Sunday May 27, 2018


May 17 2017

SPENCER – Lab Kelpie in the loft, Chapel off Chapel, 11-28 May 2017. Photography by Pier Carthew; above Jane Clifton and Roger Oakley; below - the company

Lab Kelpie’s latest project is Spencer by Katy Warner (2016 Green Room Award nominee for A Prudent Man).

In her new play, Warner has penned the Australian vernacular to an F…, and yes, it is part of our language more oft than not and this play is full of it. 

A play about family, time and place with Aussie Rules football as the glue. Now that might sound a bit trite, but trite and boring it isn’t.

Like most family dynamics we are a product of our environment and there is usually a disconnect at some time with siblings and parents and when you come together, that disconnect can be heightened. It is also hard when the youngest is deemed the one with the brightest future and the one Marilyn (mum) is living her life through.

Big brother Ben (Lyall Brooks) who by his age ought to be out in the world, is still living at home. Suitably attired in his footy shorts, his playing days long gone, he’s still recalling his story of one good kick to his kid brother Scott (Jamieson Caldwell) who is fit and plays professionally. 

Enter Marilyn (Jane Clifton) all a-fluster in a frock that didn’t need any lighting, telling the boys to stop f…ing swearing and call me “mum”. The excitement of being about to meet her grandson is palpable – everyone needs to “get off their arses” and help; “like picking up the dog shit for a start”. Daughter Jules (Fiona Harris) arrives to sibling denigration and doesn’t get much sympathy from Marilyn when she asks if she can move back home – dysfunctional, much? Oh yes. And with that comes pathos. There were times during the show when the audience was audibly aghast, then laughing hysterically. 

We learn that this will also be the first time Scott has introduced his son Spencer to his grandmother. It turns out he can’t remember the girl he had slept with and slagged her off as a slut, dumped her, moved on and continued playing footy protected by “the club”. In his retelling of this it’s clear that he is tormented. He is not coping. But all anyone cares about is that he is the one who made it – and in their beloved footy – that he’s not coping goes unseen.


If this isn’t enough, a knock on the door isn’t the baby Spencer’s arrival, it’s the missing in action dad, Ian (Roger Oakley) who walked out sixteen years earlier (or was he pushed?). Why is he there – apparently invited to meet his grandson? When they are all out of the room he sets up camp, ostensibly moving back into the marital home in a very funny scene. Then there’s the added dynamic of his children calling him on his behaviour as an absent father. The list of unfulfilled childhood wishes, recounted to her father by Jules, pulls at the heart strings between the laughs. Meanhile, the torment for Scott is that he doesn’t want to be like his father.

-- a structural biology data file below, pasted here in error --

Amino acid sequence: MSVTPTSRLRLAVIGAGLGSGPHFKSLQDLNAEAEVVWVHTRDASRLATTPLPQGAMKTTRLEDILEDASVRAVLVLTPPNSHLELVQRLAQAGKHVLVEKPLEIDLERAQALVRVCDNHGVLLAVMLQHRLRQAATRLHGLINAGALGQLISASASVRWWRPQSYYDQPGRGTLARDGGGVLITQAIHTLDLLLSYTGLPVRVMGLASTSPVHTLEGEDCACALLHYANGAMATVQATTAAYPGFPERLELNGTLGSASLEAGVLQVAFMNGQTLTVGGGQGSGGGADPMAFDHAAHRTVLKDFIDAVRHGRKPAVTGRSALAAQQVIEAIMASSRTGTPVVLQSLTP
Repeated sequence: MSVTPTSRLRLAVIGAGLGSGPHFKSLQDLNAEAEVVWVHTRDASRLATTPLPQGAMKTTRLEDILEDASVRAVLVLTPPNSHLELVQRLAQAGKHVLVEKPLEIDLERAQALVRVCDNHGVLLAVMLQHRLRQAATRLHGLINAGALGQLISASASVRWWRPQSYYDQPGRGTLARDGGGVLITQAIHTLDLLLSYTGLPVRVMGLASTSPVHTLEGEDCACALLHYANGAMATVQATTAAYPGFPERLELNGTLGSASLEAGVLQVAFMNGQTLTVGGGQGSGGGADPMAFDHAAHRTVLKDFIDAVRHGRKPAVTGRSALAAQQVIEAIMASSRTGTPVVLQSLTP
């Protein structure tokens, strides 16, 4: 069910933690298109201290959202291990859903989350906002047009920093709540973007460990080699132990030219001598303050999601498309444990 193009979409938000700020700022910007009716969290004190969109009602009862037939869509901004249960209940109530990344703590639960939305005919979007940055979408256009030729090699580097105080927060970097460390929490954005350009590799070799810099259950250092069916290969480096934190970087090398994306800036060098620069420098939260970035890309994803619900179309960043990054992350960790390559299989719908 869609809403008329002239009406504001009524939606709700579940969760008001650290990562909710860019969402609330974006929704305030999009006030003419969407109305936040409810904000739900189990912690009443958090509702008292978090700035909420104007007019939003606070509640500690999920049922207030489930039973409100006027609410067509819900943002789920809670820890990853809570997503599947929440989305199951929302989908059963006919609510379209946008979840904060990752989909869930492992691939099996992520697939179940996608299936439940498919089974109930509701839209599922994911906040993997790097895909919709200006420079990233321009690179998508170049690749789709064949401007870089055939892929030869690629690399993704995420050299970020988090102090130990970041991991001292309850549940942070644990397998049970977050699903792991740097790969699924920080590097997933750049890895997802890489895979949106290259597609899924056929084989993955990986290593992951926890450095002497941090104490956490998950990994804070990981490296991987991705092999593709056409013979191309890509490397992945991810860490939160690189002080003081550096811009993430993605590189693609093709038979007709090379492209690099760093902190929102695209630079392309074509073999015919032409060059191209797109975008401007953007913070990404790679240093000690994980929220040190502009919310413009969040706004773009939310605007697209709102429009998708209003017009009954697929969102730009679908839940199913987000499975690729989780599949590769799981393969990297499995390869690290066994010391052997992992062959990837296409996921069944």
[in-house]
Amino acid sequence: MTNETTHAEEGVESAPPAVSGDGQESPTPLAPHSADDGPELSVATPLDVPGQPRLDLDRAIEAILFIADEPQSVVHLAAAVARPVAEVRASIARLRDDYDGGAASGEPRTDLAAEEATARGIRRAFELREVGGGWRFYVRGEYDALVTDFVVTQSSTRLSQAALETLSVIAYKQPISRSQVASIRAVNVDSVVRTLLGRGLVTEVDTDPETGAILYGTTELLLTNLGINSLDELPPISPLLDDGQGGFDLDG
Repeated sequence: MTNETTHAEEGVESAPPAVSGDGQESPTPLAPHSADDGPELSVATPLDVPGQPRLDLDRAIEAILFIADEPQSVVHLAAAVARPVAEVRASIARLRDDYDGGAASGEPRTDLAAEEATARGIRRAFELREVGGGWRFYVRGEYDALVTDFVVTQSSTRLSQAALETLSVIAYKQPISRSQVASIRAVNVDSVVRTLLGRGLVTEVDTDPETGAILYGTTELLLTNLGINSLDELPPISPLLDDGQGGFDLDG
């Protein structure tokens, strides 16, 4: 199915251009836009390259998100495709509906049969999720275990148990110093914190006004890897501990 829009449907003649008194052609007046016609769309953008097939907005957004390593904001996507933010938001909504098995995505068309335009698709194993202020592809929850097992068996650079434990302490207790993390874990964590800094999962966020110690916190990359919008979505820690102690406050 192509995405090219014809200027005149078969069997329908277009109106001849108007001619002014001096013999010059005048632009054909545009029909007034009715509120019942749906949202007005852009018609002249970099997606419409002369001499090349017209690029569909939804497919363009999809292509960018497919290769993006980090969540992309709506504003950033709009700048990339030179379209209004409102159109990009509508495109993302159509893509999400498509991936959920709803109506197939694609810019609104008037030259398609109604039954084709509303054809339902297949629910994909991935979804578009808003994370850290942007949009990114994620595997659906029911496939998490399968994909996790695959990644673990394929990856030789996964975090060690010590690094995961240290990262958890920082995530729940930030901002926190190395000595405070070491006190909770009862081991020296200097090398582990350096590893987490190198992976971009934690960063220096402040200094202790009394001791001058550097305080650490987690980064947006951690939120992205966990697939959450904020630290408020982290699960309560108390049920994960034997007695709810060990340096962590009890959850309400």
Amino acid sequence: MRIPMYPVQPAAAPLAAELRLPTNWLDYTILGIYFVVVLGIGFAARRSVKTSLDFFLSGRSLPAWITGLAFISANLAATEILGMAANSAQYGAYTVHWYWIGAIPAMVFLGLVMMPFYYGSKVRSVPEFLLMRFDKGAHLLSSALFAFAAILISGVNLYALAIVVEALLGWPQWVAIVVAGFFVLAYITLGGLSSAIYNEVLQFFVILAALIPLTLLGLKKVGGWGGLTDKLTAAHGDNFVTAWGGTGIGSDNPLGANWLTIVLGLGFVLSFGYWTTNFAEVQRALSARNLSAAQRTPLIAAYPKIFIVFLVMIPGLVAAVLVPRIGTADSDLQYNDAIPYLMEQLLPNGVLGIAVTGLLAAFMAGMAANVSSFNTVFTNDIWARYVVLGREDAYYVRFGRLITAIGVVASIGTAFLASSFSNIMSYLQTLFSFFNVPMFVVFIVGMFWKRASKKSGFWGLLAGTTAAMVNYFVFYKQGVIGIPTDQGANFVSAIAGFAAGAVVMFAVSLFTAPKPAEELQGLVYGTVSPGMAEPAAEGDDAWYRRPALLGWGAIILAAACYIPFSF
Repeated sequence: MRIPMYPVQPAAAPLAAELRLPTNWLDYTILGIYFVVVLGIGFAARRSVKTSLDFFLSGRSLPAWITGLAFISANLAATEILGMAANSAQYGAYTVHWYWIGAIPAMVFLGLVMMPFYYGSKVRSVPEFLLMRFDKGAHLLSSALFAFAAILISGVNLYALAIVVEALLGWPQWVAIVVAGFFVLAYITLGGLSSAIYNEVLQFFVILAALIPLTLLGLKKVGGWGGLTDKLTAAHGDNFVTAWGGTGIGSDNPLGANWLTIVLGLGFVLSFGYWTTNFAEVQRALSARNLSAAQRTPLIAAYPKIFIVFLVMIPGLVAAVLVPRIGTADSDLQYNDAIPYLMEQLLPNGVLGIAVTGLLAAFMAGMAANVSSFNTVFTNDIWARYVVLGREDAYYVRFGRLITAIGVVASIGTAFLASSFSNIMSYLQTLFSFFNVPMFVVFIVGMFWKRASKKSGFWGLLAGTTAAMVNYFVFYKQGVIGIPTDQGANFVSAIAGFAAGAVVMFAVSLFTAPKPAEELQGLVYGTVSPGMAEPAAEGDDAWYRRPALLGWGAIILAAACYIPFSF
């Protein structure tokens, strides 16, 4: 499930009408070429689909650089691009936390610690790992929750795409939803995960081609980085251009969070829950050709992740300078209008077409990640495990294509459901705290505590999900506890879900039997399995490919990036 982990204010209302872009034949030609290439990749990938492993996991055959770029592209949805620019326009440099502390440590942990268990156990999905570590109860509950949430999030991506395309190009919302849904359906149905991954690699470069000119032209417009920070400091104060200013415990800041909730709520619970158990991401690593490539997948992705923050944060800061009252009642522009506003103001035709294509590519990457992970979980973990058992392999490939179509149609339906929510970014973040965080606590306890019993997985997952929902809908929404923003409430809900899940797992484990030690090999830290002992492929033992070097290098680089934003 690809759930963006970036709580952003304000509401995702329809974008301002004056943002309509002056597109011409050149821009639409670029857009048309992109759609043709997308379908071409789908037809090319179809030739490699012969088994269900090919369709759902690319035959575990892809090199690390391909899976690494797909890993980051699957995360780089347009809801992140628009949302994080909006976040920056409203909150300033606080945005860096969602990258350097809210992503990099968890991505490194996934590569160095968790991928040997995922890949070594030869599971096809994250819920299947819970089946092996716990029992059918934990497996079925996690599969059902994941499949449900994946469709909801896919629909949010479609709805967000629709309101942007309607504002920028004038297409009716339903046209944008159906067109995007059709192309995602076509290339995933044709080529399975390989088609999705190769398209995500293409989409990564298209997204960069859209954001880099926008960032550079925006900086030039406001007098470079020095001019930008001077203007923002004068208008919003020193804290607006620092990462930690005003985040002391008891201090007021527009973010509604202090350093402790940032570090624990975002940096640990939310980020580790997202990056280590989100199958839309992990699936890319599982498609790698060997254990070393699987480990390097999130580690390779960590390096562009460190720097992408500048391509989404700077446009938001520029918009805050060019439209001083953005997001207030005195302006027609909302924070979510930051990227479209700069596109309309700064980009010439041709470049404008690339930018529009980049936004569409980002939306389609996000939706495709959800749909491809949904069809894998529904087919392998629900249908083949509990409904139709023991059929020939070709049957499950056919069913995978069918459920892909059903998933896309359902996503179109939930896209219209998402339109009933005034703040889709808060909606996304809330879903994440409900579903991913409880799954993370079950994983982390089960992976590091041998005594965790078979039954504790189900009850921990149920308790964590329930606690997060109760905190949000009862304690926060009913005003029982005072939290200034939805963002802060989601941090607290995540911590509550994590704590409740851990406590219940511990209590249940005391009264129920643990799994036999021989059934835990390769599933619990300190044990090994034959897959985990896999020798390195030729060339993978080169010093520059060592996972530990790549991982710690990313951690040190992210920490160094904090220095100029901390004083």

It is mayhem and madness; jocks, socks, snot and ugg boots. What keeps you in there is what is underlying it all, and that is: good writing.

The actors all revel in their roles. Oakley and Clifton using their well- honed talent to the Nth degree. Brooks relishes the opportunity to be the kid who never grew up. Harris starts slowly but grabs hold when you least expect it. Caldwell, sometimes overshadowed by the others, has a subliminal effect which stays with you long after the show has ended. 

The set and lighting (Rob Sowinski, Bryn Cullen) indicates well the place and time – the use of the ironing board as a table with the plastic cloth tells it all. There are lots of nuances in the play and director Sharon Davis has framed it well enough for us to laugh at them but to also understand them.

I’m not sure about the ending, but like all new work, no doubt it will have many incarnations.

Lab Kelpie is a theatre company dedicated to the production of new work by Australian playwrights. They commission, develop, present and tour and they should be commended for their commitment. 



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